This morning, my first order from Lulu plopped onto my doormat. Lulu is an 'on-demand' printing company who will publish books with any content, in any run with professional hardback binding and dust sleeve. Your book can have an ISBN number and be retailed on Amazon.
On-demand printing has been heralded as a new dawn for the printing industry, to take back ground from web media and e-books. An 'Espresso' printing machine was trialled recently in the Blackwells bookshop branch at Londons Charing Cross doing a roaring trade in dissertations and out of print or post-copyright books from pdf.
However, I wonder if this approach has a flaw at its centre. The one thing that sets a book apart from other sources of information is the presence of an editor. Because making books (used to) require cost outlay, some hope of return was best guaranteed by having editors and buyers who would select the best, or most saleable, offerings and spend their money to get them out there. With this in mind, we all still recourse to books for facts we know to be true, a position even protected from other print media. 'Don't believe everything you read in the paper....'. If anyone, anywhere can publish information, this lofty aspiration to veracity and quality, embodied in the format is eroded.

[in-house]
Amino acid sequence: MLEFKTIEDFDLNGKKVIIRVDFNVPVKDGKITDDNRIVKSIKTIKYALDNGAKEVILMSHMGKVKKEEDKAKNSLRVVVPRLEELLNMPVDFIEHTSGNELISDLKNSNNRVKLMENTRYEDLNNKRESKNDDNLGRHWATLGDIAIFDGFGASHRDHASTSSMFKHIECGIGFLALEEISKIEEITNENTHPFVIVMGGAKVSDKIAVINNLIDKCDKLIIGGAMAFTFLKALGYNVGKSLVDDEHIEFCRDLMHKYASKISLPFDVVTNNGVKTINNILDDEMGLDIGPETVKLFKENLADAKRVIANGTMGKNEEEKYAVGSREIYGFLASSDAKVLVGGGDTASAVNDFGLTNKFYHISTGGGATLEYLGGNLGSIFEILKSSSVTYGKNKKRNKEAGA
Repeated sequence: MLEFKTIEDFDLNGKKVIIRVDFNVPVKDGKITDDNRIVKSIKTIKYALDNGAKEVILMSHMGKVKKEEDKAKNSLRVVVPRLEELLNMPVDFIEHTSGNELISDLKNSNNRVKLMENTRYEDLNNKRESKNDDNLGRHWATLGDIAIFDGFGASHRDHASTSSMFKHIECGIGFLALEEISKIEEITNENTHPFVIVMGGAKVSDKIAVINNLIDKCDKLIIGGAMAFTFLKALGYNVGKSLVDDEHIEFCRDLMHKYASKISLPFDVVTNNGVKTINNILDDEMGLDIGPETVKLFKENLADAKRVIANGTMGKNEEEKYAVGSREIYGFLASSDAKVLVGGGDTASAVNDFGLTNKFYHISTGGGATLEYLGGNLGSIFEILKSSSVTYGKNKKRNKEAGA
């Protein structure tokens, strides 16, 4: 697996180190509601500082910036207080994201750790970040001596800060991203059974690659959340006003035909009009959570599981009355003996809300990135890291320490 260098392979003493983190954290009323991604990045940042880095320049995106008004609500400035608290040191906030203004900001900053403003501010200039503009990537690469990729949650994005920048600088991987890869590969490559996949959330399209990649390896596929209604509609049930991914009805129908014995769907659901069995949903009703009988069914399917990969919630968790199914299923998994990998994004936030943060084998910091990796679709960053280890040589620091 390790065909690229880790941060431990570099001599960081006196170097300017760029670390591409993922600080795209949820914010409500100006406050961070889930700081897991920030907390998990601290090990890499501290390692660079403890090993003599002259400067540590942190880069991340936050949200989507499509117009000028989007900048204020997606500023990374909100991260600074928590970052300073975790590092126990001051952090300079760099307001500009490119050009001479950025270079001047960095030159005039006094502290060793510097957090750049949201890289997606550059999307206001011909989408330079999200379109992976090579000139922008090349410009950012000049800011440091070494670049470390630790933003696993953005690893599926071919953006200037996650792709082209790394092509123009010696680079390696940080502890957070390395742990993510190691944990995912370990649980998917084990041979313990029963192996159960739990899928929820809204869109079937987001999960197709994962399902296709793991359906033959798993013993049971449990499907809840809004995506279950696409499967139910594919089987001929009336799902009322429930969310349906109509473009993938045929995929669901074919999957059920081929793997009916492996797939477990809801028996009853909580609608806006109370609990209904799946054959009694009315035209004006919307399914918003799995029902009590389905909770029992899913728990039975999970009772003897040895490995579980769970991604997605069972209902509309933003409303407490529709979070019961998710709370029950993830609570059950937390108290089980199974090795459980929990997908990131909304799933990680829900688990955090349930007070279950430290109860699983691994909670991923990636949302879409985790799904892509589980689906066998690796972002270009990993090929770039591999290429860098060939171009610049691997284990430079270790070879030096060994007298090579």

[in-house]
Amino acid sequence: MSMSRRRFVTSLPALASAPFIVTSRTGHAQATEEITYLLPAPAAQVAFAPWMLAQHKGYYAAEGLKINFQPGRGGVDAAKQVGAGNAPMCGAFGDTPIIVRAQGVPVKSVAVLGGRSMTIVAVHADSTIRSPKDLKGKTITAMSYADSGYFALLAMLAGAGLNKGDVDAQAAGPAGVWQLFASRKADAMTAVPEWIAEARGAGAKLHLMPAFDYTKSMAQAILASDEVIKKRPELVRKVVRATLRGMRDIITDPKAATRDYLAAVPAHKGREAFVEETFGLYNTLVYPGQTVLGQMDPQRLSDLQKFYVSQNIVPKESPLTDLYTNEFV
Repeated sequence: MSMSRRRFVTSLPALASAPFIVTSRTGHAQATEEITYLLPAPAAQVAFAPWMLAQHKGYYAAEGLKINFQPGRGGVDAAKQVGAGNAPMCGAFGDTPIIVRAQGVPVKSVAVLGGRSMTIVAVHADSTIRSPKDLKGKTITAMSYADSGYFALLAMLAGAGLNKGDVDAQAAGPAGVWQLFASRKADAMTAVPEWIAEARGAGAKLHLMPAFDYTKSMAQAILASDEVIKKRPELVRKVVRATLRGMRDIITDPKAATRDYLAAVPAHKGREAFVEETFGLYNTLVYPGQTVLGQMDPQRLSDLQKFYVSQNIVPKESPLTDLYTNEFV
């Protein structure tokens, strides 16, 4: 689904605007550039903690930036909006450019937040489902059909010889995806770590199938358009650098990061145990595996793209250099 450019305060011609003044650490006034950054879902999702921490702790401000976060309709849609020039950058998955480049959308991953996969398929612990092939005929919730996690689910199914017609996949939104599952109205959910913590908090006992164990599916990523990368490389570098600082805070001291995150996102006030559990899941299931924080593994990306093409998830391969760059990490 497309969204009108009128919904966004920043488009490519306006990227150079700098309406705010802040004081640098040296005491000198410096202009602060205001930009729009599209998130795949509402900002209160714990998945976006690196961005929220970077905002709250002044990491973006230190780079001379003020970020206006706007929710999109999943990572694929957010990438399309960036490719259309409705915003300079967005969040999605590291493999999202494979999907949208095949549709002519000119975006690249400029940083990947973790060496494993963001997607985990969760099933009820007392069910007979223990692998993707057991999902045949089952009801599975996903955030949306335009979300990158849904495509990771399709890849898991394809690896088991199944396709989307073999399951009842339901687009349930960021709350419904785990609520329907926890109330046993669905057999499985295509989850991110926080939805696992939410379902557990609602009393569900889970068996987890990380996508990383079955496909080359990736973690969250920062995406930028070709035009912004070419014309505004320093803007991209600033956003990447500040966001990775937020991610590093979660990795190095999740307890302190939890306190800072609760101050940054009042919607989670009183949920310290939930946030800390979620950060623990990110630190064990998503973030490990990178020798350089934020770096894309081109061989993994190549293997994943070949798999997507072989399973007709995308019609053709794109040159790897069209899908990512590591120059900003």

On the other hand, sometimes the least provable ideas are the best, and if many more ideas are available to consume, maybe the economics can act like an open source. The best-seller list could prove who believes what, a paper print Wikipedia.
All the same, I'll be digesting my new book, be it truth or lies, and if it's any good, I'll post a review up here.